* The wonderful new Isabel Dalhousie novel
Following a distinguished career as a Professor of Medical Law, Alexander McCall Smith has turned to writing full-time. He is the author of over sixty books on a wide array of subjects, and his books have been translated into forty-five languages. He lives in Edinburgh with his wife.
While Smith's seventh novel featuring Scottish philosopher and woman of means Isabel Dalhousie (after The Lost Art of Gratitude) doesn't break new ground, the author's many fans will be more than satisfied to follow the small events of Isabel's life, in particular her struggle to come to terms with her own imperfections. Much to Isabel's dismay, Prue, a cellist with a terminal illness who's a professional colleague of her bassoonist fiance, Jamie, has been making ever greater demands on the good-natured Jamie. An angry Isabel eventually accuses Jamie of sleeping with Prue. Meanwhile, Isabel agrees to dig into the background of three candidates for headmaster at an Edinburgh boys' school after an anonymous letter claims that one of them has a skeleton in his closet. If chance more than a logical strategy leads Isabel to resolve this issue, her investigation leads her to valuable insights into human nature. As usual, crisp, often funny prose complements the author's limitless reserve of good will and understanding of people in general. (Oct.) (c) Copyright PWxyz, LLC. All rights reserved.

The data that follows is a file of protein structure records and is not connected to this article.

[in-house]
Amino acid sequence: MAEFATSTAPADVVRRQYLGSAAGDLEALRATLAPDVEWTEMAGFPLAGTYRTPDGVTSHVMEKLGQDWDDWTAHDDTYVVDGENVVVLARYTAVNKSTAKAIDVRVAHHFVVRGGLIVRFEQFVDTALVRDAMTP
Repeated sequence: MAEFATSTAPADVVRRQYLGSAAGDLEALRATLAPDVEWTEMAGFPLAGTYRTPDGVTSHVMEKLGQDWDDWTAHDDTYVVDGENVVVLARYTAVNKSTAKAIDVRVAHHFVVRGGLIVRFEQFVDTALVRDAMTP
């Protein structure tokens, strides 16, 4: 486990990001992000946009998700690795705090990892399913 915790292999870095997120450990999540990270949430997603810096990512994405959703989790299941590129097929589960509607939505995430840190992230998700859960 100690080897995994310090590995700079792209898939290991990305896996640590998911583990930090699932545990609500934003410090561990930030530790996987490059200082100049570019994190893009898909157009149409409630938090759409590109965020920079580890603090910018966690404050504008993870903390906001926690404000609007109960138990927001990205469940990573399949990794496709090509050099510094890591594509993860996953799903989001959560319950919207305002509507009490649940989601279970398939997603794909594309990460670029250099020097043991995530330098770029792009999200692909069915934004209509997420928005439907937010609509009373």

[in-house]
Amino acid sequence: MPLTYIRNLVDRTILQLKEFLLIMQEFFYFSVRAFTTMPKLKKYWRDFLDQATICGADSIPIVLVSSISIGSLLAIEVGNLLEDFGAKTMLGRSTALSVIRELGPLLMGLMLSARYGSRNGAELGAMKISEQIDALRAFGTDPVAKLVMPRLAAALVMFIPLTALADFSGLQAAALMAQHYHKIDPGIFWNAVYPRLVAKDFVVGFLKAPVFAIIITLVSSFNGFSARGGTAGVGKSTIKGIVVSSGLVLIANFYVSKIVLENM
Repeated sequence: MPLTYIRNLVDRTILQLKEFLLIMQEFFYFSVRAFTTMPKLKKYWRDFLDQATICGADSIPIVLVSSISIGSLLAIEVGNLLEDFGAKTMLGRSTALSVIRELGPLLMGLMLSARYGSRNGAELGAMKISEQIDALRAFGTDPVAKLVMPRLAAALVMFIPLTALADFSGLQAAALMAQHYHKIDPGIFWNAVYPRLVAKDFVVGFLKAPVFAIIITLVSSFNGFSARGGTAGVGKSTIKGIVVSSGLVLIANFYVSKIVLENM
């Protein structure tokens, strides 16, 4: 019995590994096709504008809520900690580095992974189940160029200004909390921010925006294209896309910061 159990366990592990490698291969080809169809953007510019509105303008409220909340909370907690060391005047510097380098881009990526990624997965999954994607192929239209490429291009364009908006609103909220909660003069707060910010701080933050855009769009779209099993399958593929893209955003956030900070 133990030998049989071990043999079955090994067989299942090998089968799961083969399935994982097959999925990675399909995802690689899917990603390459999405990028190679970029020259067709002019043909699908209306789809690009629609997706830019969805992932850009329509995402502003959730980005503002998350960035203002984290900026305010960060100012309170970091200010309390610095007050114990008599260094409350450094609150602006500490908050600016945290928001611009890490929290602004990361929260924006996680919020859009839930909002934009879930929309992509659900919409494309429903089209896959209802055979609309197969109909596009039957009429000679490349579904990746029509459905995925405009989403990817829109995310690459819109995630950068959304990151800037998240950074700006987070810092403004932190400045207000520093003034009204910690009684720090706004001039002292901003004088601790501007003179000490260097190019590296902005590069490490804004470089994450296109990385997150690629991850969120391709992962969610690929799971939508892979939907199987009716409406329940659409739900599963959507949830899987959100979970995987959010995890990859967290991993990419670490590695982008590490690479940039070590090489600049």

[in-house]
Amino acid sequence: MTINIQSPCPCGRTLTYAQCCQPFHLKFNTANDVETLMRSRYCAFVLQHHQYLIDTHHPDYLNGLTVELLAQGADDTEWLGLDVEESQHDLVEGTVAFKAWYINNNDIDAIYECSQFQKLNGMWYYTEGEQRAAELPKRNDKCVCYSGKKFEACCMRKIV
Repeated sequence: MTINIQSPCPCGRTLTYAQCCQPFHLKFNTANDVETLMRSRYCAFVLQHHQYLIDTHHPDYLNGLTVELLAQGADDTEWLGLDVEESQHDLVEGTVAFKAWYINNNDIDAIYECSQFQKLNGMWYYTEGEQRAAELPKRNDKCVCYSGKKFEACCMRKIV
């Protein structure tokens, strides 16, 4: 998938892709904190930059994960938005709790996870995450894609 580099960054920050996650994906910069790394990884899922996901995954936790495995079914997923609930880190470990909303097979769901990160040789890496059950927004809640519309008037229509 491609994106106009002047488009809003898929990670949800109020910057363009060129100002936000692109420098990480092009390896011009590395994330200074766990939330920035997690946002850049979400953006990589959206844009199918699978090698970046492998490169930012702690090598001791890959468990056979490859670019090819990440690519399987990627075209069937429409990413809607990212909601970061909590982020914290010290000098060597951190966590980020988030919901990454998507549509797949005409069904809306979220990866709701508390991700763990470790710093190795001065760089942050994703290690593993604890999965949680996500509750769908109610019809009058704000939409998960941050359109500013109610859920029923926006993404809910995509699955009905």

Isabel Dalhousie-moral philosopher, editor of The Review of Applied Ethics, and genteel problem-solver-returns for a seventh amiable saunter through her beloved Edinburgh (after The Lost Art of Gratitude). When an anonymous letter casts aspersions on three candidates vying to become headmaster at a tony boarding school, Isabel discreetly investigates. Meanwhile, Isabel ruminates on personal dilemmas: an old nemesis tries to insinuate himself back into the pages of The Review, and, more worryingly, she wonders if the affections of Jamie, her much younger fiance, may be straying. Verdict As the seemingly indefatigable McCall Smith expands his literary output ("The No. 1 Ladies Detective Agency" and "44 Scotland Street" series, La's Orchestra Saves the World, Corduroy Mansions, and so on), the plots become ever slighter, and this is no exception. However, his sly observations on the human condition remain warm and intelligent, and the evocative description of the Scottish cityscape is utterly beguiling. The result is pure comfort reading. [See Prepub Alert, LJ 5/1/10.]-Annabelle Mortensen, Skokie P.L., IL (c) Copyright 2010. Library Journals LLC, a wholly owned subsidiary of Media Source, Inc. No redistribution permitted.